Again, you struggle to see how this obscurity washes with the English rugby public who, once more, are being asked to trust the processes when many have long thought that the processes are deeply flawed; specifically, that Eddie Jones has had far too free a hand and that the RFU should’ve grasped the nettle sooner. Yes, there’s a precedent for England twisting a mere ten months out from a World Cup – the luckless Andy Robinson in 2006 – but if you’re judging this on recent form, the smart money will be on the RFU sticking. In psychological terms, it’s known as cognitive dissonance.
But hang on a moment. Back in 2016, Jones himself proved what could done in the twinkle of an eye; thirteen wins off the reel including a Six Nations’ Grand Slam, a glorious dollop of whitewash on the Summer Tour to Australia and an Autumn Sweep to round it all off. So if one, mighty breath of fresh air from outside the tent can instantly blow away all the cobwebs, why can’t another? It’d be ironic, to say the very least, if Jones’ roaring, show-stopping start to his England career were to prove the clinching argument for drawing a line under it now.
And there are others who’ve worked similar wonders. Think of Michael Cheika with the Wallabies at the 2015 World Cup or Rassie Erasmus, who went one better than Cheika with South Africa heading towards 2019 and, most recently, Wayne Smith’s galvanising effect on the Black Ferns, six months that turned the women’s game in New Zealand completely on its axis with a joyous infusion of energy and enthusiasm that was as infectious as a good sneeze. It can be done and it has been.
While it’s easy enough for the keyboard crepe-hangers to keep clicking on #JonesOut, exactly how many are thinking rationally – or even at all – about #WhoComesIn? Half of Wales is currently on the phone to Warren Gatland.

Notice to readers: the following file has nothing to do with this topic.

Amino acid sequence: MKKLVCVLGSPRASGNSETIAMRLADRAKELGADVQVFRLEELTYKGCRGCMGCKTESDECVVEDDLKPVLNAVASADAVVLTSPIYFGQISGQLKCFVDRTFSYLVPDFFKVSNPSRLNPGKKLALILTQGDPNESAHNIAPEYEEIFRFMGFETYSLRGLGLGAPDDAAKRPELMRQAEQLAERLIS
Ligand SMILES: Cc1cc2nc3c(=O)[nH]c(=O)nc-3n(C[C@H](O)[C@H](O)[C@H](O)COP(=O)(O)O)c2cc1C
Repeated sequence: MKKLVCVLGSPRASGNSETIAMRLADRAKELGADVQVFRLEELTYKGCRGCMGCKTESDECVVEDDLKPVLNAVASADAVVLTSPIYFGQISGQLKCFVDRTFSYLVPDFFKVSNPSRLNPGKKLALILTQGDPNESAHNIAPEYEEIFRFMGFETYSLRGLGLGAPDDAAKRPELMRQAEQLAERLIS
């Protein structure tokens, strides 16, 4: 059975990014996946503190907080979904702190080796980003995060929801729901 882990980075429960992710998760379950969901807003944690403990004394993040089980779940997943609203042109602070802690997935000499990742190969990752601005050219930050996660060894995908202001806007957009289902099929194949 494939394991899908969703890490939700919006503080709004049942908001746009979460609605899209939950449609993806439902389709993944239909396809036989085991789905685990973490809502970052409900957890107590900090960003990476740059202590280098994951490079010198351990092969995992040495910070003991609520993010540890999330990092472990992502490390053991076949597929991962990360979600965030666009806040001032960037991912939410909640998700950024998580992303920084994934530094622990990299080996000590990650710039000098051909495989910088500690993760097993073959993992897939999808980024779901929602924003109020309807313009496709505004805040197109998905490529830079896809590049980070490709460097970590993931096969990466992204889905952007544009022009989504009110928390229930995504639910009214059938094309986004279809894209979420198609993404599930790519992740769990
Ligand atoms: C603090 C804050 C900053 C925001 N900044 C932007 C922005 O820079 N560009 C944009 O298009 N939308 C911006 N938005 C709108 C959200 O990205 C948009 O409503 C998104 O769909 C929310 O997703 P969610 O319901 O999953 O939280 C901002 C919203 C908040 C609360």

Which means the $64,000 questions we’re left with here are threefold. One, does the RFU have the nuts to, effectively, admit to its own mistake these past two years in backing the ‘wrong’ horse? Two, does it have the finances to pay off the outgoing staff and buy itself a brand new boot room? And three, and most importantly of all, if it does decide a new broom’s required, who should it be and how might they get hold of him?
Because while it’s easy enough for the keyboard crepe- hangers to keep clicking on #JonesOut, exactly how many are thinking rationally – or even at all – about #WhoComesIn? Half of Wales is currently on the phone to Warren Gatland; just how much room is left on his voicemail? Is there anyone in-house who can do a Brian Ashton and pick up the baton? Could Scott Robertson be persuaded to abandon his – figurative – vigil outside NZR’s headquarters in Wellington and ride to England’s emotional rescue? The likely answers to these pertinent questions would probably be ‘bugger all’, ‘no’ and ‘not in a month of Sundays’. So what’s a board to do?
Look, Eddie Jones is as sharp a cookie as you’ll find in any biscuit barrel; two clever by three-quarters on occasions but as fine a rugby mind as there is. Moreover, his record at World Cups isn’t exactly threadbare and the draw in 2023 keeps England away from Ireland, France, New Zealand and South Africa until the semi-finals at which point all previous bets are off. You could – just about – see a way through to the sharp end of the tournament.
But the England rugby public – let’s call a spade a spade here – appears to be deeply pissed off with the direction its team is taking; indeed, rarely in any autumn have 80,000 supporters made so little noise or has silence spoken so loudly. The atmosphere has often been funereal, the booing last Saturday visceral and while the brickbats may bounce off the teak-tough Eddie Jones, you sense – and here’s the absolute crux of the whole thing – that the players are feeling compromised and confused.
Is the RFU listening to its constituencies or is there still some room left under the far corner of the carpet to sweep the problem away? England are about to find out.
The RFU is promising to speak to them in its review; more importantly, it needs to speak for them when it announces its conclusions. Yes, England can stumble on to the World Cup, fingers crossed and upper lips stiffened in some kind of Micawberish hope that something will turn up. Alternatively, it can finally draw a line under Eddie, thank him for his time, wish him well in the USA and bring in someone who can fill the players’ buckets with a gallon or two of self-confidence and chutzpah. Is the RFU listening to its constituencies or is there still some room left under the far corner of the carpet to sweep the problem away? England are about to find out.